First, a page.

White nationalist Richard Spencer, who popularized the term "alt-right" speaks at the Curtis M. Phillips Center for the Performing Arts (Joe Raedle/Getty Images)

Leaked audio purportedly captures Richard Spencer's racist, violent threats after Charlottesville

“We are going to destroy this f**king town,” he is heard saying in the audio. "I rule the f**king world."


Igor Derysh
November 4, 2019 11:30PM (UTC)

Former Breitbart editor Milo Yiannopoulos published a leaked audio recording that he claims shows white nationalist leader Richard Spencer shouting racist slurs and threats after the deadly white supremacist rally in Charlottesville.

Yiannopoulos, who reportedly worked with white supremacists to mainstream their rhetoric through Breitbart News before he lost his job there, published the audio in a blog post. The audio, which Yiannopoulos claimed was confirmed by a source close to Spencer, appears to capture the prominent white nationalist unleashing a flurry of slurs aimed at Jews and African Americans after the murder of Heather Heyer at the 2017 rally. The audio has not been verified by Salon.

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Yiannopoulos wrote that the audio was recorded at an “emergency meeting” following Heyer’s death. Heyer was killed by white nationalist James Fields, who drove his car into a crowd of protesters. After the rally, President Trump was accused of emboldening white nationalists when he claimed there were “very fine people on both sides” of the rally.

“My ancestors f**king enslaved those little pieces of f**king sh*t,” the man identified as Spencer shouts in the audio recording. “They don’t do this to f**king me. We’re going to f**king ritualistically humiliate them.”

“Little f**king kikes,” the audio continues. “They get ruled by people like me. Little f**king octaroons.”

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The audio includes a threat to return to Charlottesville repeatedly.

“We are coming back here like a f**king hundred times,” the voice in the recording says. “I am so mad. I am so f**king mad at these people. I am coming back here every f**king weekend if I have to. Like this is never over. I win. They f**king lose. That’s how the world f**king works. I rule the f**king world. Those pieces of sh*t get ruled by people like me.”

“We are going to destroy this f**king town,” he added.

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“It is not clear why Spencer was blaming Jews and black people for the death,” Yiannopoulos wrote.

Spencer, who has advocated for a “peaceful ethnic cleansing” of nonwhite Americans, rose to prominence after a string of glowing profiles that touted him as a “dapper white nationalist” trying to “make racism cool again.” After the 2016 election, Spencer was recorded giving a speech in which he declared “hail Trump, hail our people” as members of the audience gave the Nazi salute. He was later recorded being punched in the face at Trump’s inauguration, prompting endless debate over whether it was appropriate to “punch Nazis.” Spencer helped popularize the term “alt-right” to obfuscate the racist ideology behind the movement.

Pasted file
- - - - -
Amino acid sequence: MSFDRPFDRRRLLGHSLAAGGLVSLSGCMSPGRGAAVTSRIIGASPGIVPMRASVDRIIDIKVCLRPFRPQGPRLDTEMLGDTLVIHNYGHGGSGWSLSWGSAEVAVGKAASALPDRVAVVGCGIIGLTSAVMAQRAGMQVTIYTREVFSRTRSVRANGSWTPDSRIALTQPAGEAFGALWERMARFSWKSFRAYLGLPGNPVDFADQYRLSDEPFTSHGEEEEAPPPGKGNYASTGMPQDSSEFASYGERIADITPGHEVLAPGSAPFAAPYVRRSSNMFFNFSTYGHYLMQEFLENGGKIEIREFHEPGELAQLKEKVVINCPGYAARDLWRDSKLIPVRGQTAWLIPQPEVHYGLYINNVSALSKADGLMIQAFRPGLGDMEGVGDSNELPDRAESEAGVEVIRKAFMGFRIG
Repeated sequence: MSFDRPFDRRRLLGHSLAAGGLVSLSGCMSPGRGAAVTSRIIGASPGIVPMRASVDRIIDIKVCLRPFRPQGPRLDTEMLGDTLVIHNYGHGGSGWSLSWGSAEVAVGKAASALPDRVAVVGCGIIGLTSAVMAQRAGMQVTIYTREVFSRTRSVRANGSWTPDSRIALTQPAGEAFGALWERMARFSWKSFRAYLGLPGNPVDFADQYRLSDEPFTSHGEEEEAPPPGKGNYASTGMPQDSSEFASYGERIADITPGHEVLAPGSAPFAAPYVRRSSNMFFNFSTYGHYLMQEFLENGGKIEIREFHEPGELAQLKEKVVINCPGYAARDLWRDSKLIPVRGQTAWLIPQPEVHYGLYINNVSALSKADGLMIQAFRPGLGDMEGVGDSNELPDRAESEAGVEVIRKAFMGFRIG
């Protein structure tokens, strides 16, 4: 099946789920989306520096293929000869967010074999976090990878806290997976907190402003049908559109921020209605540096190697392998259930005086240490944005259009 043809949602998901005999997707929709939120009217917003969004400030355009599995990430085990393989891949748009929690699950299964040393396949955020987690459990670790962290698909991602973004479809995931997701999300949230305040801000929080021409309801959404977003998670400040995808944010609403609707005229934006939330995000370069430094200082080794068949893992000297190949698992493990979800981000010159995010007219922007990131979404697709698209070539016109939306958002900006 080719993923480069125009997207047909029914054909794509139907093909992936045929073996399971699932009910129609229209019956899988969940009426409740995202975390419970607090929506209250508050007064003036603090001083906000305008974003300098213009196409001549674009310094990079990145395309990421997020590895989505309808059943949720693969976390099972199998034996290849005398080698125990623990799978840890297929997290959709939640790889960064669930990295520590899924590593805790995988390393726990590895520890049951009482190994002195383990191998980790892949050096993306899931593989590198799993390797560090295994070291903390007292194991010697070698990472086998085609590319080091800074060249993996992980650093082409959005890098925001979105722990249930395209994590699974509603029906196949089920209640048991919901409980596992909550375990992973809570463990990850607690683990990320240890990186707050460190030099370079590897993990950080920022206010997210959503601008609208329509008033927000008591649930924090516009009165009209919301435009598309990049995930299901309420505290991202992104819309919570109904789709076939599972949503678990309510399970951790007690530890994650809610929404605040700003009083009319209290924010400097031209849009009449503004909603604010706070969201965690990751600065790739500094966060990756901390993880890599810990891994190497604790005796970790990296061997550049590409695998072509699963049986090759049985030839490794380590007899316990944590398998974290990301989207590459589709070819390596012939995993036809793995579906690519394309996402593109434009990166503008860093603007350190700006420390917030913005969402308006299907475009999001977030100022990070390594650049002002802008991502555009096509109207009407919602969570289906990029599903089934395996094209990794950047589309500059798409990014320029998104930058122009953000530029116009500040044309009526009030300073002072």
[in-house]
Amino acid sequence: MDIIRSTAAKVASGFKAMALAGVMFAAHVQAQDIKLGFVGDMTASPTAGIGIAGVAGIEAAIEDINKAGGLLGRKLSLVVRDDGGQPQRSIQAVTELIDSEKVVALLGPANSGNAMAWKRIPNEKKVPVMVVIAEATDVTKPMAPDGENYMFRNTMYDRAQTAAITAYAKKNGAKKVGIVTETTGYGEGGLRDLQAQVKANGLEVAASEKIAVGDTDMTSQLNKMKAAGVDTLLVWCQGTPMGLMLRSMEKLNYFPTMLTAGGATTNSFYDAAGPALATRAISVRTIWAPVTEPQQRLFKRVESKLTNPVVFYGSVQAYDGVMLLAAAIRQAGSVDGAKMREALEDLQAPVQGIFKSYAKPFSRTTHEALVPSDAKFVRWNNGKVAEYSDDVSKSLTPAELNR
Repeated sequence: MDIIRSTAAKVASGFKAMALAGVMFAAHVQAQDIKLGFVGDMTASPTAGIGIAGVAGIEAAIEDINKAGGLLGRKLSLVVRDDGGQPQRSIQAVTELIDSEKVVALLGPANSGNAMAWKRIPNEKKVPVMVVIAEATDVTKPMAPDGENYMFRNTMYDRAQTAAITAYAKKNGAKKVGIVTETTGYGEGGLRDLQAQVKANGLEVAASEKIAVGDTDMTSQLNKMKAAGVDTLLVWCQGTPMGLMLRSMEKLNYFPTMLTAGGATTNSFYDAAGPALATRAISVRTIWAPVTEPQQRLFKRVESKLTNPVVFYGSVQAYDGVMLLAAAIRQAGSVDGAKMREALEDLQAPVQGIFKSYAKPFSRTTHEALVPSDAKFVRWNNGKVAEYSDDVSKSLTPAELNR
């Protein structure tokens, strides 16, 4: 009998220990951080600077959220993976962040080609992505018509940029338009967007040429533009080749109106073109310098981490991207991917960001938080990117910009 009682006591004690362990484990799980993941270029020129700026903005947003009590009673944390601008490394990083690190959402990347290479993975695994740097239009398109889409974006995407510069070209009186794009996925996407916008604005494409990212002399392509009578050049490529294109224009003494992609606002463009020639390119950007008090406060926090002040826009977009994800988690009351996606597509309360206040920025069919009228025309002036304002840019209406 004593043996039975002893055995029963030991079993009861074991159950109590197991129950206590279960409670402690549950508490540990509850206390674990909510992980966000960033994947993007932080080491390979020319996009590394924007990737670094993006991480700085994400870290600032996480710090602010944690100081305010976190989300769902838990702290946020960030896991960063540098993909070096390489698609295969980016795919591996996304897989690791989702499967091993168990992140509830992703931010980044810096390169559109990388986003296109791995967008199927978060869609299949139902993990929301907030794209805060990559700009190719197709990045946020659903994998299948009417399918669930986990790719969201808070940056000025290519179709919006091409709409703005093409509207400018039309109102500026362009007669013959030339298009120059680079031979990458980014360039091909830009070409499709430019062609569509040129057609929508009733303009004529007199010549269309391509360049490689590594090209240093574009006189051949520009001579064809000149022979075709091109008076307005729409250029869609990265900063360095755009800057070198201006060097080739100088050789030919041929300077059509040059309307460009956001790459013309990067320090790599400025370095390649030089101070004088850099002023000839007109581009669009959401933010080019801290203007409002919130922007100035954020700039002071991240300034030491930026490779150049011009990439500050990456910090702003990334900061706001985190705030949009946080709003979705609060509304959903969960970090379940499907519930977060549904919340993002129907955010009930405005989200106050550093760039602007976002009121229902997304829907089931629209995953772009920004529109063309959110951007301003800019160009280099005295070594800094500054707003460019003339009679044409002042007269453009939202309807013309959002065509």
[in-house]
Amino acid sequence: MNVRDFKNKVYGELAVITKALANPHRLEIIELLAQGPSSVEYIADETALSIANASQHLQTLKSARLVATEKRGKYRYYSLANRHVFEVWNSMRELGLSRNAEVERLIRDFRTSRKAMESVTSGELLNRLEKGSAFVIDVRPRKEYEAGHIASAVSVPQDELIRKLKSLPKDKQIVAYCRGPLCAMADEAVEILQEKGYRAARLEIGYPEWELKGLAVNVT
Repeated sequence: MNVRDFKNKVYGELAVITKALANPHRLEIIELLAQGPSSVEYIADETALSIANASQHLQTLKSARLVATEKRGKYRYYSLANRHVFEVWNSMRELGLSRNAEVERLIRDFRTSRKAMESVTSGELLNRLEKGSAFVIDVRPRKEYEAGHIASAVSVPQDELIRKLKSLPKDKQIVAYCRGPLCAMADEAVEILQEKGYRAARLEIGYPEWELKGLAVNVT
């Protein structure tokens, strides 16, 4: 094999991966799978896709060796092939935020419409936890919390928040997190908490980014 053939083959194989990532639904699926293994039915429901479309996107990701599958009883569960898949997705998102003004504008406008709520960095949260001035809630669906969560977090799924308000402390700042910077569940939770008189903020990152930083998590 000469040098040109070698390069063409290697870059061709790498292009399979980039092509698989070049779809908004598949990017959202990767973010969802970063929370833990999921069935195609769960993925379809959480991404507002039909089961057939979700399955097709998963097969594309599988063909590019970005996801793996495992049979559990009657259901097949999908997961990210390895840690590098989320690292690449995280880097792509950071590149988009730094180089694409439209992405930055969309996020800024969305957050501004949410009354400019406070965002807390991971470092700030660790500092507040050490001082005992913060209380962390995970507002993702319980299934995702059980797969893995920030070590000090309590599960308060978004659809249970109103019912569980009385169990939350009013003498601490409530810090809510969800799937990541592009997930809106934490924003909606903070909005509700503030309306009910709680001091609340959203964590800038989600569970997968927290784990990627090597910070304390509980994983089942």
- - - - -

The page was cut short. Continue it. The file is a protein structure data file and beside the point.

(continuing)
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Yiannopoulos has his own ties to Nazism and was banned by Twitter for inciting online mobs. In a leaked message, he recently complained that he could no longer “put food on the table” without access to mainstream social media platforms.

Yiannopoulos told Newsweek that he shared the audio out of a mutual “hate” between the two men.

"I have always publicly hated Spencer, and he has always publicly hated me,” he said. “He thinks I'm a degenerate race-mixing kike and I think he's a knuckle-dragging racist in a cheap suit.”

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The audio was first published by the far-right group “Daily Groyper.” The group suggested that the leak was in response to a recent rift among white nationalist groups.

The audio leak prompted a new round of criticism aimed at Twitter CEO Jack Dorsey, who personally intervened to prevent the social network from banning Spencer’s account, according to The Wall Street Journal. A Twitter employee told Motherboard earlier this year that the social network has been reluctant to create an algorithm that would effectively police white supremacist content on the website “because the collateral accounts that are impacted can, in some instances, be Republican politicians.”


Igor Derysh

Igor Derysh is a New York-based political writer whose work has appeared in the Los Angeles Times, Chicago Tribune, Boston Herald and Baltimore Sun.

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